A bike is an amazing machine and a lot of things in cycling training depend on it. But even more wonderful and much more sensitive mechanism is a human body. Human can deal with the most difficult environmental conditions. The human body is extremely complex it still hasn’t been fully discovered. It’s a real nature’s masterpiece with just one weakness.
Man is omnivorous which lets him to adapt to the most difficult situations. Thanks to that, people inhabit virtually every piece of our planet, along with places that are permanently ice-covered and places with extremely high temperatures or areas with rocky mountains. And such a great ability to adapt to the environmental conditions should evoke awareness among people at the time of prosperity and peace that we are expected to live in harmony with our own body and the surrounding nature.
Unfortunately, man has got a weakness, which is a perpetually restless mind. All the time we are looking for better, faster, more synthetic, reduced solutions of what we need. Through the brain, whose points of entry are eyes and ears, we receive a lot of information and the noise which makes it difficult to choose the right solution.
It is widely known that diet, especially sport’s diet, is a key element of being in a good shape and to have good results. But the question is: how to choose the right diet that is the best for you, possible to stick to it for a long time and which is natural?
„It’s Easier to Fool People Than to Convince Them That They Have Been Fooled” – Mark Twain
Since childhood, we’ve often heard that we should drink milk to have strong bones. Real men know that the biggest amount of protein is contained in meat. We also hear that it is worth eating fish because it is “healthy”. And most people depend on and trust in this belief. But is that true? Maybe there are better ways of eating which are better for our body, environment and which are more ethical?
Is it possible to live without animal products or to eat minimal amount of them?
It turns out that not only can you successfully give up animal products, but also after such a change in eating habits our body enters into a completely new level of training and performance. Many people who are amazed by the effects of such a change tells uncommon stories of how their health has improved and changed and how incredible transformation they’ve experienced.
What about this protein?
Some kind of a basis in athlete’s nutrition is protein or at least everyone thinks so. How much protein do we really need? According to some research, we need from 0,8 to 1 gram for each kilogram of our body weight. Studies in this field also show that taking protein in greater amount than it is recommended does not bring any rational benefits to people practicing both endurance and strength sports (Hoffman et al. (2006), (Philips & Van Loon, 2011)). We usually eat much more. Do we really need products of animal origin to provide ourselves with the optimal amount of protein? It turns out that we don’t have to eat animal protein to make our body spinning like a top. What’s more important, large amount of saturated fat together with animal protein get into our body and it affects our health. Hence, vegetable protein is a much better alternative and it provides all the essential amino acids. If you practise strength sports and you want to build a muscular body, you should focus on the proper amount of protein. However, in the case of endurance sports, the key element is the energy from carbohydrates.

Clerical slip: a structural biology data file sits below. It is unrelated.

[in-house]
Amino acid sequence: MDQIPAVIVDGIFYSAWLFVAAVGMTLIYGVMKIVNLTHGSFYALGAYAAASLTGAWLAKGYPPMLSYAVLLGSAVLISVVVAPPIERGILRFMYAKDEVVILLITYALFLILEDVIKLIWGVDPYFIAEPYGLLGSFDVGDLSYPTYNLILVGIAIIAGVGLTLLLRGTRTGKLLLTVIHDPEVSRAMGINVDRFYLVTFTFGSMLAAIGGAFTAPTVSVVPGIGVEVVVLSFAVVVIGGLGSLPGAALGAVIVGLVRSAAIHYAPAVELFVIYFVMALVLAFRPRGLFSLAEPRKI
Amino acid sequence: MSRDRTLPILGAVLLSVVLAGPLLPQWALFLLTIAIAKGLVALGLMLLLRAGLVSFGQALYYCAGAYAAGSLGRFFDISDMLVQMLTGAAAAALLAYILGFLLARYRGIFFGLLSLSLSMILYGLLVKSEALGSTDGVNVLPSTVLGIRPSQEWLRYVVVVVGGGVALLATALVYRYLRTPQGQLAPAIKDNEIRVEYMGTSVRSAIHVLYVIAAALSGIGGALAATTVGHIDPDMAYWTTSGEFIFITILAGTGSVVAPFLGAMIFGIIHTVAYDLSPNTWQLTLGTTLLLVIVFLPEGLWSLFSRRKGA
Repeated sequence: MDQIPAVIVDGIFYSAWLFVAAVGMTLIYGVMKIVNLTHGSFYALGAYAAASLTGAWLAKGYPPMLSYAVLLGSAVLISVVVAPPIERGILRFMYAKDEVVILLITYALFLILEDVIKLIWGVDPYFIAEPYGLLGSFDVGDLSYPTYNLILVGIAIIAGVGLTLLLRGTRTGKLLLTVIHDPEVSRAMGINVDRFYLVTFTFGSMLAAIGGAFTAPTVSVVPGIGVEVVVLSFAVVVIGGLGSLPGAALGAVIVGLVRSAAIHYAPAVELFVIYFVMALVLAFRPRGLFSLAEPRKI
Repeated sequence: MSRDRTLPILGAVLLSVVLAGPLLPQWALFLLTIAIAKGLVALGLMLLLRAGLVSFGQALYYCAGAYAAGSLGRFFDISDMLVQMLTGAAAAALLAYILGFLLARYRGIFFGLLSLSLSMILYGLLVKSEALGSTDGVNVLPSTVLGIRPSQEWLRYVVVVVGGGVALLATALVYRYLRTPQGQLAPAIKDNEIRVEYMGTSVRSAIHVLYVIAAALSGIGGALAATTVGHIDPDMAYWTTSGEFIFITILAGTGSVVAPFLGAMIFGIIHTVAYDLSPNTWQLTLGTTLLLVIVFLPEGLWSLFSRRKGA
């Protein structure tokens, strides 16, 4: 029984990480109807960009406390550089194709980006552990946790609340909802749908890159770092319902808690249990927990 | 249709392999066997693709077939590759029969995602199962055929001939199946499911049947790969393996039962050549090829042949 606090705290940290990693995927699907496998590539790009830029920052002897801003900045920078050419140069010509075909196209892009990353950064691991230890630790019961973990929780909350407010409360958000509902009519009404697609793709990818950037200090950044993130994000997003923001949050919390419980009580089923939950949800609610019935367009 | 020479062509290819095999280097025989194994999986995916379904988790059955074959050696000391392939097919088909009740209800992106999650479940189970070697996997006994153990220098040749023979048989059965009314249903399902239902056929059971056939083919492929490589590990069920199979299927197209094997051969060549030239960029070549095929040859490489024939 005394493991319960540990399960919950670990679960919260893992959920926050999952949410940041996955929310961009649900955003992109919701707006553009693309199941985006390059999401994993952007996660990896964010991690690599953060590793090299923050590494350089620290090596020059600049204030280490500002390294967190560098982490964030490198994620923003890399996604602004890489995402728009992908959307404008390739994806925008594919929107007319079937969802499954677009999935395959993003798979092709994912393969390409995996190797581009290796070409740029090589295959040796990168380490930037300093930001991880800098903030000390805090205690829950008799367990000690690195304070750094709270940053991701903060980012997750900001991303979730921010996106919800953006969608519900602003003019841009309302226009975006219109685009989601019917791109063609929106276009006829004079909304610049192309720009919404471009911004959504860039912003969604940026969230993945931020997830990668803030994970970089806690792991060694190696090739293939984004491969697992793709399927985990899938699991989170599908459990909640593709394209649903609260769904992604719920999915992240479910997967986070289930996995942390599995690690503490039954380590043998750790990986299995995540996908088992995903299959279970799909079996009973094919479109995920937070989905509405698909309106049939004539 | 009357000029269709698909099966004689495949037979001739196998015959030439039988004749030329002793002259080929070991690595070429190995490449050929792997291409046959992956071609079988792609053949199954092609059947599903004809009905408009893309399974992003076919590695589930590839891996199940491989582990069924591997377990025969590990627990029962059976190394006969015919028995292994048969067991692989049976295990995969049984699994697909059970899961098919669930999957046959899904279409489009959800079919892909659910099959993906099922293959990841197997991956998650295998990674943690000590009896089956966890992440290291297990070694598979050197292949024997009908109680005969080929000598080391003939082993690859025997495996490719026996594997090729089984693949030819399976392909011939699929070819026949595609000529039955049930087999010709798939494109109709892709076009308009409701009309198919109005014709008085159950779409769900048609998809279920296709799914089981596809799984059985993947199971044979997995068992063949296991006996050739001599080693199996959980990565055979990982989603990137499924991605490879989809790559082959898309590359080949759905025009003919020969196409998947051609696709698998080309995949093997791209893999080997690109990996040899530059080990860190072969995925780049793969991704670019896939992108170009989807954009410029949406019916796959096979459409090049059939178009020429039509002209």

Fat in a diet of endurance athlete
Fats are also needed in our diet. Surely, the body needs the proper amount of fat but undeniably highly saturated fatty acids and trans fats are harmful and we should avoid them. Basically, when it comes to fat in the endurance athlete’s diet, we don’t need it much. The fat weakens our sensitivity to insulin and it also causes the effect of weakening of the transport of oxygen to the body cells, including the muscles – and it’s something we certainly don’t want during intense exercising.
So what proportion is the best for someone who practises endurance sports? This value, recommended for achieving high sports result is 80:10:10 – that is 80% of carbohydrates, 10% of protein and 10% of fats. Surely, we don’t have to be so much strict in sticking to this proportion. However, many athletes confirm that such a balance is the best solution.
Then, how to get this proportion without calculating the composition of each meal? There is one and really simple way – you should eat a lot of low processed plant products and you will automatically reach the level of a high energy diet which is full of the necessary micro and macro components, full of fibre – the fuel of our intestinal flora from which our well-being depends on. Low processed plant products have incredible power. They make our body return to its natural rhythm, our metabolism stabilizes and we feel great and free because we always have a lot of energy to do difficult and demanding training. Our body regenerates much better after exercise on such a diet. The power of plants has been discovered by many athletes such as: Rich Roll, Brendan Brazier, Michael Arnstein, Dave Zabriskie, Christine Vardaros, Catherine Johnson, Molly Cameron and many others.